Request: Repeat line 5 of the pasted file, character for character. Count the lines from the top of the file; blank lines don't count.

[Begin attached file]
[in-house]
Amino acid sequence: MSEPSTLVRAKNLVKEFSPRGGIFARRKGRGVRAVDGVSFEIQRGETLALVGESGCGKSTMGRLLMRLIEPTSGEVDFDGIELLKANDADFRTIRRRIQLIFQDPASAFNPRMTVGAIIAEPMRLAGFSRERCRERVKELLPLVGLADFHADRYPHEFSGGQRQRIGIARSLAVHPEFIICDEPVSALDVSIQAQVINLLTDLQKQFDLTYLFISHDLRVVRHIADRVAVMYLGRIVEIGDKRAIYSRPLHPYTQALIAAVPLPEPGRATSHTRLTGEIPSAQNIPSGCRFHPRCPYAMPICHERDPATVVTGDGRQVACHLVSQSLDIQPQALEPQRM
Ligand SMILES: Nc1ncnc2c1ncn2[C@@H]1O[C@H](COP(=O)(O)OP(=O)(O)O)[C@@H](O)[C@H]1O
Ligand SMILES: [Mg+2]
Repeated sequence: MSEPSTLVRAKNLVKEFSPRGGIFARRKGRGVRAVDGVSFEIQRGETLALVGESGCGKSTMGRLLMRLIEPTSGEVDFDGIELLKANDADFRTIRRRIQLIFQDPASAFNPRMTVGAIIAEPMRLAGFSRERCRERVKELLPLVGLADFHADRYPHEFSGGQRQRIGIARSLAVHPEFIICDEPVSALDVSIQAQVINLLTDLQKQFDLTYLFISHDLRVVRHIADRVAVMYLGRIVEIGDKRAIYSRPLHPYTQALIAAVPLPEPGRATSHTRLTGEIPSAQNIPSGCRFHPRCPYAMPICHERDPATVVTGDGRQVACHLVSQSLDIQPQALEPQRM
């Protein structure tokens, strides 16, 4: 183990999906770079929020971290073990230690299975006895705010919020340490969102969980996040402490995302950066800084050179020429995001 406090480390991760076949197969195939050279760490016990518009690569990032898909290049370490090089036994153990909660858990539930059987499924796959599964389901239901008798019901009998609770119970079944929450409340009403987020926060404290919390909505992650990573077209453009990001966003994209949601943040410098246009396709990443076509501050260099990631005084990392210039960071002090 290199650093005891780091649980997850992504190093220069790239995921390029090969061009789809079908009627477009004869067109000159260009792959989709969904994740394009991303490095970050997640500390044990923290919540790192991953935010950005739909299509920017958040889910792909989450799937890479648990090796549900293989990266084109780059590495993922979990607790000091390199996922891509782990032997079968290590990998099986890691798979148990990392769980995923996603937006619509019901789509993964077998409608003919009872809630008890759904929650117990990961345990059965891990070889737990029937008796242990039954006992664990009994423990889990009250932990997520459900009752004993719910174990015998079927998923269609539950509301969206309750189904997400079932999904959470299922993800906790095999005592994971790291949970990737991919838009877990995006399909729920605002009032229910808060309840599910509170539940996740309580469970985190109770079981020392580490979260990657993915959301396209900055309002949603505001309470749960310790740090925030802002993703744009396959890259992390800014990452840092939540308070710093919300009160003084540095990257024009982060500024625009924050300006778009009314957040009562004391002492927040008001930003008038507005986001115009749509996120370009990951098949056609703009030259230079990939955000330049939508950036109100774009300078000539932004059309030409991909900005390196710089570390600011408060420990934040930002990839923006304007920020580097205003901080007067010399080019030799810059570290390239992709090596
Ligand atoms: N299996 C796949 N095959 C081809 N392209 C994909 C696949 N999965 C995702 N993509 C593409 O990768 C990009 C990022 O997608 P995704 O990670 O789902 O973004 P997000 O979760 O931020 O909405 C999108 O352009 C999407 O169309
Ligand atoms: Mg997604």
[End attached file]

Repeated sequence: MSEPSTLVRAKNLVKEFSPRGGIFARRKGRGVRAVDGVSFEIQRGETLALVGESGCGKSTMGRLLMRLIEPTSGEVDFDGIELLKANDADFRTIRRRIQLIFQDPASAFNPRMTVGAIIAEPMRLAGFSRERCRERVKELLPLVGLADFHADRYPHEFSGGQRQRIGIARSLAVHPEFIICDEPVSALDVSIQAQVINLLTDLQKQFDLTYLFISHDLRVVRHIADRVAVMYLGRIVEIGDKRAIYSRPLHPYTQALIAAVPLPEPGRATSHTRLTGEIPSAQNIPSGCRFHPRCPYAMPICHERDPATVVTGDGRQVACHLVSQSLDIQPQALEPQRM